authors, treats it
Jews with Satan.
Continued From Page 5
more rarely, sanction against
the lynch mobs attacking, torturing, and murdering them.
Although an imperial ukase of
1817 formally prohibited criminal prosecutions on such
claims, 43 Jews were indicted in
1823, Child’s research reveals.
Proceedings spread over the
next 12 years, only to conclude
in acquittal for all “on account of
the entire failure of proof.” But
that was not the end of such
prosecutions in Russia, as the
case of Mendel Bellis shows,
which prosecution Bernard
Malamud used as the basis for
his Pulitzer Prize-winning novel,
The slander’s literary lineage,
among non-Jewish authors,
treats it mythically, allying Jews
with Satan. Chaucer’s Prioress’s
Tale marks the principal literary
analogue for the slander,
although apparently it is easily
more than 850 years old. The
tale recounts how a Christian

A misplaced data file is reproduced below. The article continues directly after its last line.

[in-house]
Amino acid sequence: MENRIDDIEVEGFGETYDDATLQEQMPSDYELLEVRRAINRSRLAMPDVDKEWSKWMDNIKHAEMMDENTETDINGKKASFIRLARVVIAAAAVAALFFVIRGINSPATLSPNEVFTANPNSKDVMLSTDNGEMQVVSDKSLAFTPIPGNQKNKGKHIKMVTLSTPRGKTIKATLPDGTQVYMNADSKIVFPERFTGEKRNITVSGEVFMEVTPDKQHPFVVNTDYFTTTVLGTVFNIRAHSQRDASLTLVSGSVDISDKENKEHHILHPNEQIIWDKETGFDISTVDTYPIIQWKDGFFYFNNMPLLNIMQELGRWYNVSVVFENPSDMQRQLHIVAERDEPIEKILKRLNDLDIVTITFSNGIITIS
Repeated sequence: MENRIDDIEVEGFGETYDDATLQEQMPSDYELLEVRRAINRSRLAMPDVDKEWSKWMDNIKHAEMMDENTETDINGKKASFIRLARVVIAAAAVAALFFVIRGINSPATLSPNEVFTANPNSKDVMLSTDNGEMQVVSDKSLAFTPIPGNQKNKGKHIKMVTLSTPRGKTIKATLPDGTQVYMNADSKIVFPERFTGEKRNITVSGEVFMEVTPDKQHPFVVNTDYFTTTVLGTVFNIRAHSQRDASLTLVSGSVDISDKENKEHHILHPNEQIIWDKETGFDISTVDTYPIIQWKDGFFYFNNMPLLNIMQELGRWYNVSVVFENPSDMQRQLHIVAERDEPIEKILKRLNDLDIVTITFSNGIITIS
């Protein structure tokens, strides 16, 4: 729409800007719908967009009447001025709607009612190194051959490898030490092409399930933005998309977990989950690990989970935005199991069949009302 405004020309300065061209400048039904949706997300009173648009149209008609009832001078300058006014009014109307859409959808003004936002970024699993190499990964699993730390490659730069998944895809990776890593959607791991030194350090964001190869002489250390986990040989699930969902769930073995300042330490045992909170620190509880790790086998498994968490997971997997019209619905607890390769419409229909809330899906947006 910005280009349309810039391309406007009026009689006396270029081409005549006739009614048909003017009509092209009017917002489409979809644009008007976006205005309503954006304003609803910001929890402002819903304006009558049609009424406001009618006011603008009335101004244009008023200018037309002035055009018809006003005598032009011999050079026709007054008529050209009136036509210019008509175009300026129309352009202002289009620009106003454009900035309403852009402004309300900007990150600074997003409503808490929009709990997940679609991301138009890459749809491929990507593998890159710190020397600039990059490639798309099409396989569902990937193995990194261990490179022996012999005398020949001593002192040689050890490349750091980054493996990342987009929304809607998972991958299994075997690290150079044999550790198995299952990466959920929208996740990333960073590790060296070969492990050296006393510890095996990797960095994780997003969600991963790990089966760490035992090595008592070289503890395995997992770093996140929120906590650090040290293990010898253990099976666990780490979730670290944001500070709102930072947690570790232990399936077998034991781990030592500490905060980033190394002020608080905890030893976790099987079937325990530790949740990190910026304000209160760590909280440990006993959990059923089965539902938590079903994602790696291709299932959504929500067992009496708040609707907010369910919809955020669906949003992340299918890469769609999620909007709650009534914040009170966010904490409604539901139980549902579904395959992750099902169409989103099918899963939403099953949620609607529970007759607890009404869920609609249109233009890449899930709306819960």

boy, on his way to and from
school through the Jewish quarter, sings the “Alma Redemp-toris Mater,” apparently in the
way of tuneless whistling, paying taunting homage to the Virgin. And he sings it after death,
though a Jew has cut his throat.
The ballads usually have the
boy playing with his friends,
until their ball goes over the
wall of “the Jew’s” garden or
through his window. Once
tempted inside the house, the
boy is often tortured in the way
of Christ, then rolled in a “cake
of lead” and cast into a well 50
fathoms deep. The post-mortem
serenade is a sort of resurrec-
tion, but ballads collected by
Child and MacEdward Leach do
not have it, nor do they pick up
Chaucer’s especially vile detail
that the body’s dumping-ground
is a public privy.
Jeffrey Miller, a writer, free-
lance translator (French-Eng-
lish) and lawyer, teaches law
and literature at the University
of Western Ontario. His latest
book is the comic novel, Murder
on the Rebound.
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